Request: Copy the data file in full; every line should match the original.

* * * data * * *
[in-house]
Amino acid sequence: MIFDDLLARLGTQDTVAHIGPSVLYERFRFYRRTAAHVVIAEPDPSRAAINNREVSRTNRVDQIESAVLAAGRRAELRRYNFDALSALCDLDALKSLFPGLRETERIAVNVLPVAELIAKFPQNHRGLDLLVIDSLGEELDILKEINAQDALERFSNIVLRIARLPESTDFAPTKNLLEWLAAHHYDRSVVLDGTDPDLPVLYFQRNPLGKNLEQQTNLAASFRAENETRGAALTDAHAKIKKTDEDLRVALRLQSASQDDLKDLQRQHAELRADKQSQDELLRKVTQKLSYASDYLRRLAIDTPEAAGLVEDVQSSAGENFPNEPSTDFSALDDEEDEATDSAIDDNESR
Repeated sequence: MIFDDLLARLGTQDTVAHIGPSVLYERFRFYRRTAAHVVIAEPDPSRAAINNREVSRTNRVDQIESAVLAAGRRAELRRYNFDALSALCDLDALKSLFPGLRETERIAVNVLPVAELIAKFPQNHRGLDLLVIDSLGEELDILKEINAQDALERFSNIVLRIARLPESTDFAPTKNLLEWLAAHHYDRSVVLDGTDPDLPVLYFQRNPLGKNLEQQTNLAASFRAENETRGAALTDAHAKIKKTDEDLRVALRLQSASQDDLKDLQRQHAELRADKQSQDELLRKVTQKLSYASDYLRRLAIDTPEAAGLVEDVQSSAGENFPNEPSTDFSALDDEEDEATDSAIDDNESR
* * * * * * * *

[in-house]
Amino acid sequence: MIFDDLLARLGTQDTVAHIGPSVLYERFRFYRRTAAHVVIAEPDPSRAAINNREVSRTNRVDQIESAVLAAGRRAELRRYNFDALSALCDLDALKSLFPGLRETERIAVNVLPVAELIAKFPQNHRGLDLLVIDSLGEELDILKEINAQDALERFSNIVLRIARLPESTDFAPTKNLLEWLAAHHYDRSVVLDGTDPDLPVLYFQRNPLGKNLEQQTNLAASFRAENETRGAALTDAHAKIKKTDEDLRVALRLQSASQDDLKDLQRQHAELRADKQSQDELLRKVTQKLSYASDYLRRLAIDTPEAAGLVEDVQSSAGENFPNEPSTDFSALDDEEDEATDSAIDDNESR
Repeated sequence: MIFDDLLARLGTQDTVAHIGPSVLYERFRFYRRTAAHVVIAEPDPSRAAINNREVSRTNRVDQIESAVLAAGRRAELRRYNFDALSALCDLDALKSLFPGLRETERIAVNVLPVAELIAKFPQNHRGLDLLVIDSLGEELDILKEINAQDALERFSNIVLRIARLPESTDFAPTKNLLEWLAAHHYDRSVVLDGTDPDLPVLYFQRNPLGKNLEQQTNLAASFRAENETRGAALTDAHAKIKKTDEDLRVALRLQSASQDDLKDLQRQHAELRADKQSQDELLRKVTQKLSYASDYLRRLAIDTPEAAGLVEDVQSSAGENFPNEPSTDFSALDDEEDEATDSAIDDNESR